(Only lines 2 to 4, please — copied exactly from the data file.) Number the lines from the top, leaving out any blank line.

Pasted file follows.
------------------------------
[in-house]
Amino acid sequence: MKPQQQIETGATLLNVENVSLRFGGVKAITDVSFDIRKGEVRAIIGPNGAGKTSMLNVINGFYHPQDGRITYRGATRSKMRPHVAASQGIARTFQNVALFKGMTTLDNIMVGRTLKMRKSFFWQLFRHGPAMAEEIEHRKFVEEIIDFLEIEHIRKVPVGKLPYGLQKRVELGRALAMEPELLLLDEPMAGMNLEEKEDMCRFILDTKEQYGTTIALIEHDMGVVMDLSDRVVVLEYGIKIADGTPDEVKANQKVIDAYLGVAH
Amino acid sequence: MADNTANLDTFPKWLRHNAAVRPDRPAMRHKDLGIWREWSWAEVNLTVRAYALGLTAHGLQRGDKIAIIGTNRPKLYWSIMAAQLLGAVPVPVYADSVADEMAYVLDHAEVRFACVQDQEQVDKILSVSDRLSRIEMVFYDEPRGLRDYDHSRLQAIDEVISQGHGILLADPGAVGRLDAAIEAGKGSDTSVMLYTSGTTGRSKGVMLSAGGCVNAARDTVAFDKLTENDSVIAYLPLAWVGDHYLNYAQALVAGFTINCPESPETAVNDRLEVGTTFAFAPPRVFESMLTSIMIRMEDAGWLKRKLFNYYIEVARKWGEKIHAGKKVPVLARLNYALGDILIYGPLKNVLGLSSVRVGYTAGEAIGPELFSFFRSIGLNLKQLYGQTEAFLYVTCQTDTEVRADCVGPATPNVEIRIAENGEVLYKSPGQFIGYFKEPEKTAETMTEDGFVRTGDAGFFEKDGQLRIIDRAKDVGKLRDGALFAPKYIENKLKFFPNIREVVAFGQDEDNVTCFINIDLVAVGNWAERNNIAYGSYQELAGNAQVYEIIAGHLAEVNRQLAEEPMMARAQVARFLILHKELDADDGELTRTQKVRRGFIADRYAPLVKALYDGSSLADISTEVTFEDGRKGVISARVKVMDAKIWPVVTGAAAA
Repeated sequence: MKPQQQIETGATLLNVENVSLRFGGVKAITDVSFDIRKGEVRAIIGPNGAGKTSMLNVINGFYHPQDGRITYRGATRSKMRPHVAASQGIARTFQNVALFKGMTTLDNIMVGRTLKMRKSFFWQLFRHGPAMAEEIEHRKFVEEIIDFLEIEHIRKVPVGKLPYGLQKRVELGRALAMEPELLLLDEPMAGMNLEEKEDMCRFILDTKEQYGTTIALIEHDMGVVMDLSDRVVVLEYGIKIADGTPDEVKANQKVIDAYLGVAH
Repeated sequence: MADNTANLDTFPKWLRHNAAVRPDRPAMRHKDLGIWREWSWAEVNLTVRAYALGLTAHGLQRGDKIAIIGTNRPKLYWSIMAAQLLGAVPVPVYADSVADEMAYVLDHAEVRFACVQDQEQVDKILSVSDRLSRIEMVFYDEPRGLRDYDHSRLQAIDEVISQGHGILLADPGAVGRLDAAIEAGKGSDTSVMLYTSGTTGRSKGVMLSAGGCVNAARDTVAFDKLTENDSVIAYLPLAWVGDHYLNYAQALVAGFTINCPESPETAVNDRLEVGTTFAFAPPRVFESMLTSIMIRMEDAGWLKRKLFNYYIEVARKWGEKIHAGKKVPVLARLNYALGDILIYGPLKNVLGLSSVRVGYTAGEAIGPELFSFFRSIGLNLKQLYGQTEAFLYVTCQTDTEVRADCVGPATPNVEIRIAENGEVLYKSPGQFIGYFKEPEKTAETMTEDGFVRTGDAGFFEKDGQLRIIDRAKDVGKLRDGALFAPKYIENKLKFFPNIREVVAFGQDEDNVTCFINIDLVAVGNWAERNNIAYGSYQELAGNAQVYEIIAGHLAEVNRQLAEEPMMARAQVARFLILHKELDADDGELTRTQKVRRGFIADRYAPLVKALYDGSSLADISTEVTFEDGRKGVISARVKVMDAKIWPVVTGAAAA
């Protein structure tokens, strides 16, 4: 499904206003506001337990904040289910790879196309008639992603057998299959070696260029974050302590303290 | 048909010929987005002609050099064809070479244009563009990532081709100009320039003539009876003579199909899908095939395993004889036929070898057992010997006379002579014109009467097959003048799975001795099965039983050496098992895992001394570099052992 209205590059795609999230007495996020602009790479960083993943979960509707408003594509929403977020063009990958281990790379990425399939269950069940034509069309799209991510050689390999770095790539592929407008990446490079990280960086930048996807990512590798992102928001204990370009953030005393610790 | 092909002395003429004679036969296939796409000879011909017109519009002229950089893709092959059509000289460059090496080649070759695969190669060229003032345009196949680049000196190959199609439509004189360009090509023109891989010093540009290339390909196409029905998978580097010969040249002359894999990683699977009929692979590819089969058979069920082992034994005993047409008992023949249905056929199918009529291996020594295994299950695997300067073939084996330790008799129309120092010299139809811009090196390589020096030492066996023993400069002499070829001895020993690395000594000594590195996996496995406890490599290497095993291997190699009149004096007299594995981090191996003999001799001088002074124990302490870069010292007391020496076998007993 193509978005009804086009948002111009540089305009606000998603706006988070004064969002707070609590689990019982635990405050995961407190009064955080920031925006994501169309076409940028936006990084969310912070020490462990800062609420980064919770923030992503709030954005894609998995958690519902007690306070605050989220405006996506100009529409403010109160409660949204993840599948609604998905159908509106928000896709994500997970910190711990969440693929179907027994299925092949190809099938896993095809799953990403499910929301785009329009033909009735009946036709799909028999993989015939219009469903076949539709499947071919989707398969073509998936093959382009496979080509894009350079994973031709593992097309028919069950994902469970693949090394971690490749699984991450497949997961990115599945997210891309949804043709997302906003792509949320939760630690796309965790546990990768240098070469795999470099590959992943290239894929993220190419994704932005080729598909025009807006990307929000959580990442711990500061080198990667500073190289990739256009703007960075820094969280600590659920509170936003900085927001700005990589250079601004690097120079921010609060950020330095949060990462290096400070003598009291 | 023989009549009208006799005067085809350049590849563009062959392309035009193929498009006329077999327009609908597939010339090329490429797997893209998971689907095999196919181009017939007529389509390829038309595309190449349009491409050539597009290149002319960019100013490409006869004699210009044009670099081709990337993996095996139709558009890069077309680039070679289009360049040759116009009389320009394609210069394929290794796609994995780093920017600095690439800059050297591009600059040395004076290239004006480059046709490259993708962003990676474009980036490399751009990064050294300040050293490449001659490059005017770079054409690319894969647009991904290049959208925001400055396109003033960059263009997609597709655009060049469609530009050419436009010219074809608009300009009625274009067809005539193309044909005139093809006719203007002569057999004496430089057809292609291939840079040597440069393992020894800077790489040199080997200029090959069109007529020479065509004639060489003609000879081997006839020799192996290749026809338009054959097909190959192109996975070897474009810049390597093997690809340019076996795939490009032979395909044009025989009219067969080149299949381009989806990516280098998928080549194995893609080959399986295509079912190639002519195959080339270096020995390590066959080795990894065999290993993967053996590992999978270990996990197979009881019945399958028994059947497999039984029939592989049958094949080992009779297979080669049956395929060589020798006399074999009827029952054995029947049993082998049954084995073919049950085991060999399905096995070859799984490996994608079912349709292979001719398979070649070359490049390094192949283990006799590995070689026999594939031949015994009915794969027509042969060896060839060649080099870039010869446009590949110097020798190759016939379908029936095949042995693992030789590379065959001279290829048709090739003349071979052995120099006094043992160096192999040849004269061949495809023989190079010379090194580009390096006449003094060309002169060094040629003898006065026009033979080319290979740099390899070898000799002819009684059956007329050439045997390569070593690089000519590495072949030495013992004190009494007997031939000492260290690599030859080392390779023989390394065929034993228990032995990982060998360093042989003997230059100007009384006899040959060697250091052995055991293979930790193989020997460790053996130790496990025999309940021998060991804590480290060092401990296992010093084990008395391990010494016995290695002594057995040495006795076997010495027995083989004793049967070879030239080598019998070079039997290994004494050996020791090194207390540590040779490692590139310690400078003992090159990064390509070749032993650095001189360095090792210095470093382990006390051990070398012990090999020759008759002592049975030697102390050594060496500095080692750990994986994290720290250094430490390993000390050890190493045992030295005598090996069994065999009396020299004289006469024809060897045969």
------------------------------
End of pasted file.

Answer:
Amino acid sequence: MKPQQQIETGATLLNVENVSLRFGGVKAITDVSFDIRKGEVRAIIGPNGAGKTSMLNVINGFYHPQDGRITYRGATRSKMRPHVAASQGIARTFQNVALFKGMTTLDNIMVGRTLKMRKSFFWQLFRHGPAMAEEIEHRKFVEEIIDFLEIEHIRKVPVGKLPYGLQKRVELGRALAMEPELLLLDEPMAGMNLEEKEDMCRFILDTKEQYGTTIALIEHDMGVVMDLSDRVVVLEYGIKIADGTPDEVKANQKVIDAYLGVAH
Amino acid sequence: MADNTANLDTFPKWLRHNAAVRPDRPAMRHKDLGIWREWSWAEVNLTVRAYALGLTAHGLQRGDKIAIIGTNRPKLYWSIMAAQLLGAVPVPVYADSVADEMAYVLDHAEVRFACVQDQEQVDKILSVSDRLSRIEMVFYDEPRGLRDYDHSRLQAIDEVISQGHGILLADPGAVGRLDAAIEAGKGSDTSVMLYTSGTTGRSKGVMLSAGGCVNAARDTVAFDKLTENDSVIAYLPLAWVGDHYLNYAQALVAGFTINCPESPETAVNDRLEVGTTFAFAPPRVFESMLTSIMIRMEDAGWLKRKLFNYYIEVARKWGEKIHAGKKVPVLARLNYALGDILIYGPLKNVLGLSSVRVGYTAGEAIGPELFSFFRSIGLNLKQLYGQTEAFLYVTCQTDTEVRADCVGPATPNVEIRIAENGEVLYKSPGQFIGYFKEPEKTAETMTEDGFVRTGDAGFFEKDGQLRIIDRAKDVGKLRDGALFAPKYIENKLKFFPNIREVVAFGQDEDNVTCFINIDLVAVGNWAERNNIAYGSYQELAGNAQVYEIIAGHLAEVNRQLAEEPMMARAQVARFLILHKELDADDGELTRTQKVRRGFIADRYAPLVKALYDGSSLADISTEVTFEDGRKGVISARVKVMDAKIWPVVTGAAAA
Repeated sequence: MKPQQQIETGATLLNVENVSLRFGGVKAITDVSFDIRKGEVRAIIGPNGAGKTSMLNVINGFYHPQDGRITYRGATRSKMRPHVAASQGIARTFQNVALFKGMTTLDNIMVGRTLKMRKSFFWQLFRHGPAMAEEIEHRKFVEEIIDFLEIEHIRKVPVGKLPYGLQKRVELGRALAMEPELLLLDEPMAGMNLEEKEDMCRFILDTKEQYGTTIALIEHDMGVVMDLSDRVVVLEYGIKIADGTPDEVKANQKVIDAYLGVAH